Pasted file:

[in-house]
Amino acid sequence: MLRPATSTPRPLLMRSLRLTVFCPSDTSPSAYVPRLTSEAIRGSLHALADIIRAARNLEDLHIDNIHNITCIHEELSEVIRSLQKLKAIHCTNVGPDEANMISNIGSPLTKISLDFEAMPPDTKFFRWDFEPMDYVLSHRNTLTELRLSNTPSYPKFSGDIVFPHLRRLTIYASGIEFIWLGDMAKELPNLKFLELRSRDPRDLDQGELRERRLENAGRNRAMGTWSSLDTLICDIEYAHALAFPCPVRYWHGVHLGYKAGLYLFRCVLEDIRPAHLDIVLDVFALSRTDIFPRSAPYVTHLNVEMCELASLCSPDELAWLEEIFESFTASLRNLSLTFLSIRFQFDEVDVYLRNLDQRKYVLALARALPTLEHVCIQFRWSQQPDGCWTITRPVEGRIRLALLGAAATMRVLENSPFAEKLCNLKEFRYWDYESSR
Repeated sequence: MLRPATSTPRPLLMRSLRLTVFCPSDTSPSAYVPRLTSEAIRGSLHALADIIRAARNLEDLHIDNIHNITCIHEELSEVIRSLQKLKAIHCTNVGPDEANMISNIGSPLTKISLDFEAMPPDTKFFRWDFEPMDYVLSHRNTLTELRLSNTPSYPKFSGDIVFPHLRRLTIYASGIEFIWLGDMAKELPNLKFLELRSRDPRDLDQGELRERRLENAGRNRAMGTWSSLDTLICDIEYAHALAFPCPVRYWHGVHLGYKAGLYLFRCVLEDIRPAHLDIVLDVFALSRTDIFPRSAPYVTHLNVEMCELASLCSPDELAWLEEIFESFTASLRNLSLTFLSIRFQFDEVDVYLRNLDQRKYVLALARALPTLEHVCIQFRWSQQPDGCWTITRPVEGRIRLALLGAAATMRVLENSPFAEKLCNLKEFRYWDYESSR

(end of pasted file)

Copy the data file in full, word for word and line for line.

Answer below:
[in-house]
Amino acid sequence: MLRPATSTPRPLLMRSLRLTVFCPSDTSPSAYVPRLTSEAIRGSLHALADIIRAARNLEDLHIDNIHNITCIHEELSEVIRSLQKLKAIHCTNVGPDEANMISNIGSPLTKISLDFEAMPPDTKFFRWDFEPMDYVLSHRNTLTELRLSNTPSYPKFSGDIVFPHLRRLTIYASGIEFIWLGDMAKELPNLKFLELRSRDPRDLDQGELRERRLENAGRNRAMGTWSSLDTLICDIEYAHALAFPCPVRYWHGVHLGYKAGLYLFRCVLEDIRPAHLDIVLDVFALSRTDIFPRSAPYVTHLNVEMCELASLCSPDELAWLEEIFESFTASLRNLSLTFLSIRFQFDEVDVYLRNLDQRKYVLALARALPTLEHVCIQFRWSQQPDGCWTITRPVEGRIRLALLGAAATMRVLENSPFAEKLCNLKEFRYWDYESSR
Repeated sequence: MLRPATSTPRPLLMRSLRLTVFCPSDTSPSAYVPRLTSEAIRGSLHALADIIRAARNLEDLHIDNIHNITCIHEELSEVIRSLQKLKAIHCTNVGPDEANMISNIGSPLTKISLDFEAMPPDTKFFRWDFEPMDYVLSHRNTLTELRLSNTPSYPKFSGDIVFPHLRRLTIYASGIEFIWLGDMAKELPNLKFLELRSRDPRDLDQGELRERRLENAGRNRAMGTWSSLDTLICDIEYAHALAFPCPVRYWHGVHLGYKAGLYLFRCVLEDIRPAHLDIVLDVFALSRTDIFPRSAPYVTHLNVEMCELASLCSPDELAWLEEIFESFTASLRNLSLTFLSIRFQFDEVDVYLRNLDQRKYVLALARALPTLEHVCIQFRWSQQPDGCWTITRPVEGRIRLALLGAAATMRVLENSPFAEKLCNLKEFRYWDYESSR